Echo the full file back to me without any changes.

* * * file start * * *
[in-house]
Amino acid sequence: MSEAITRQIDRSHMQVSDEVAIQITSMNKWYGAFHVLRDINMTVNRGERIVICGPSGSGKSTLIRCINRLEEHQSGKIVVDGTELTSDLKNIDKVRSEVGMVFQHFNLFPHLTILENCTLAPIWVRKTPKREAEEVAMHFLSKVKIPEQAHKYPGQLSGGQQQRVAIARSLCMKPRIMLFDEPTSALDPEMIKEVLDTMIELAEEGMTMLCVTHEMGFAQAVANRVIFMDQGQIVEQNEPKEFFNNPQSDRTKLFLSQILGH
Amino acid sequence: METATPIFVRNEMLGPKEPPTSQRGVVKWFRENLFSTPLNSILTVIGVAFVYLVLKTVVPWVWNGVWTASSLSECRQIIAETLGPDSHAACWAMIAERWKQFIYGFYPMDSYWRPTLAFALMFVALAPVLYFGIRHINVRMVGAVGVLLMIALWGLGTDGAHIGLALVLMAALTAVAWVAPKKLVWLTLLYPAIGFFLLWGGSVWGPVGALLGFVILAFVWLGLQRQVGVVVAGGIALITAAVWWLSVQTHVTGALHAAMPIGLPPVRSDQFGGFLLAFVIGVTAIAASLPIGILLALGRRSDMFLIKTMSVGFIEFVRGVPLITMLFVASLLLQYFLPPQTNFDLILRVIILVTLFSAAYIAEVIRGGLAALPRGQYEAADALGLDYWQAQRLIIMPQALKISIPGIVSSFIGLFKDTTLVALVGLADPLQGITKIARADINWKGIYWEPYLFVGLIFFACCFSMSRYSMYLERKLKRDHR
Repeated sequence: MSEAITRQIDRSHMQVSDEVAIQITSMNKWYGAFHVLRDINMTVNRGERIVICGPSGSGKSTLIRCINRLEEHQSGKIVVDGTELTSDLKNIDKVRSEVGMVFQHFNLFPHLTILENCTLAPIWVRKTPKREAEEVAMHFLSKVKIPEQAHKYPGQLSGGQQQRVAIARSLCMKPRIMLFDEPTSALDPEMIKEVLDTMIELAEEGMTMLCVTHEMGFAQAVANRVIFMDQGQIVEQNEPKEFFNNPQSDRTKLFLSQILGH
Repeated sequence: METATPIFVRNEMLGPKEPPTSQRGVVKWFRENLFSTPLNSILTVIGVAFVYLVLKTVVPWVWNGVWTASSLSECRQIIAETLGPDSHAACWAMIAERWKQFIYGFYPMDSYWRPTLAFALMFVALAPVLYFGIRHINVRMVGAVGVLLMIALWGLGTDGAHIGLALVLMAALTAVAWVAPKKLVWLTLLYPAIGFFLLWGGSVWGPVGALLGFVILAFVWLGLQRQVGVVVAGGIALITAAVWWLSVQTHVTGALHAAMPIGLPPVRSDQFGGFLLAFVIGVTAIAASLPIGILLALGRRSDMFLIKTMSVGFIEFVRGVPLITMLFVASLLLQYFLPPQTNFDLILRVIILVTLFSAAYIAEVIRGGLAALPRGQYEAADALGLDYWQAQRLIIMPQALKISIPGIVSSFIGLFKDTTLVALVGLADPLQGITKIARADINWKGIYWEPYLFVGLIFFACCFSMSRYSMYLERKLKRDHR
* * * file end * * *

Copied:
[in-house]
Amino acid sequence: MSEAITRQIDRSHMQVSDEVAIQITSMNKWYGAFHVLRDINMTVNRGERIVICGPSGSGKSTLIRCINRLEEHQSGKIVVDGTELTSDLKNIDKVRSEVGMVFQHFNLFPHLTILENCTLAPIWVRKTPKREAEEVAMHFLSKVKIPEQAHKYPGQLSGGQQQRVAIARSLCMKPRIMLFDEPTSALDPEMIKEVLDTMIELAEEGMTMLCVTHEMGFAQAVANRVIFMDQGQIVEQNEPKEFFNNPQSDRTKLFLSQILGH
Amino acid sequence: METATPIFVRNEMLGPKEPPTSQRGVVKWFRENLFSTPLNSILTVIGVAFVYLVLKTVVPWVWNGVWTASSLSECRQIIAETLGPDSHAACWAMIAERWKQFIYGFYPMDSYWRPTLAFALMFVALAPVLYFGIRHINVRMVGAVGVLLMIALWGLGTDGAHIGLALVLMAALTAVAWVAPKKLVWLTLLYPAIGFFLLWGGSVWGPVGALLGFVILAFVWLGLQRQVGVVVAGGIALITAAVWWLSVQTHVTGALHAAMPIGLPPVRSDQFGGFLLAFVIGVTAIAASLPIGILLALGRRSDMFLIKTMSVGFIEFVRGVPLITMLFVASLLLQYFLPPQTNFDLILRVIILVTLFSAAYIAEVIRGGLAALPRGQYEAADALGLDYWQAQRLIIMPQALKISIPGIVSSFIGLFKDTTLVALVGLADPLQGITKIARADINWKGIYWEPYLFVGLIFFACCFSMSRYSMYLERKLKRDHR
Repeated sequence: MSEAITRQIDRSHMQVSDEVAIQITSMNKWYGAFHVLRDINMTVNRGERIVICGPSGSGKSTLIRCINRLEEHQSGKIVVDGTELTSDLKNIDKVRSEVGMVFQHFNLFPHLTILENCTLAPIWVRKTPKREAEEVAMHFLSKVKIPEQAHKYPGQLSGGQQQRVAIARSLCMKPRIMLFDEPTSALDPEMIKEVLDTMIELAEEGMTMLCVTHEMGFAQAVANRVIFMDQGQIVEQNEPKEFFNNPQSDRTKLFLSQILGH
Repeated sequence: METATPIFVRNEMLGPKEPPTSQRGVVKWFRENLFSTPLNSILTVIGVAFVYLVLKTVVPWVWNGVWTASSLSECRQIIAETLGPDSHAACWAMIAERWKQFIYGFYPMDSYWRPTLAFALMFVALAPVLYFGIRHINVRMVGAVGVLLMIALWGLGTDGAHIGLALVLMAALTAVAWVAPKKLVWLTLLYPAIGFFLLWGGSVWGPVGALLGFVILAFVWLGLQRQVGVVVAGGIALITAAVWWLSVQTHVTGALHAAMPIGLPPVRSDQFGGFLLAFVIGVTAIAASLPIGILLALGRRSDMFLIKTMSVGFIEFVRGVPLITMLFVASLLLQYFLPPQTNFDLILRVIILVTLFSAAYIAEVIRGGLAALPRGQYEAADALGLDYWQAQRLIIMPQALKISIPGIVSSFIGLFKDTTLVALVGLADPLQGITKIARADINWKGIYWEPYLFVGLIFFACCFSMSRYSMYLERKLKRDHR